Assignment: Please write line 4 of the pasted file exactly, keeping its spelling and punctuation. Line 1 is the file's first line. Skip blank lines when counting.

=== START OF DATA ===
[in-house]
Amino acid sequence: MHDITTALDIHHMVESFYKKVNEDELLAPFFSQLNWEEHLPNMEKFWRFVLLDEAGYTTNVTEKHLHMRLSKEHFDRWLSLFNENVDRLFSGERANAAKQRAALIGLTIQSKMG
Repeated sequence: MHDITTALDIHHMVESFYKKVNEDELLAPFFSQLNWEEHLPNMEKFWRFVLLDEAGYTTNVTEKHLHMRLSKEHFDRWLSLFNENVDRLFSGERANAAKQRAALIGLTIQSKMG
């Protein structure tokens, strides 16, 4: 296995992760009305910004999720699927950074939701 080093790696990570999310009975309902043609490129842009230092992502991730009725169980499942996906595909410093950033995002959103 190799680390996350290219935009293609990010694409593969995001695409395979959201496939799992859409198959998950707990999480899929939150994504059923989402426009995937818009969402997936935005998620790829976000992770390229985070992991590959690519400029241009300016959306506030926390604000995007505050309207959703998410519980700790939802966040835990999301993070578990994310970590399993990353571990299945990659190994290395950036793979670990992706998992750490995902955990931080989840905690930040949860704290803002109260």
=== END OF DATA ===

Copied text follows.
């Protein structure tokens, strides 16, 4: 296995992760009305910004999720699927950074939701 080093790696990570999310009975309902043609490129842009230092992502991730009725169980499942996906595909410093950033995002959103 190799680390996350290219935009293609990010694409593969995001695409395979959201496939799992859409198959998950707990999480899929939150994504059923989402426009995937818009969402997936935005998620790829976000992770390229985070992991590959690519400029241009300016959306506030926390604000995007505050309207959703998410519980700790939802966040835990999301993070578990994310970590399993990353571990299945990659190994290395950036793979670990992706998992750490995902955990931080989840905690930040949860704290803002109260």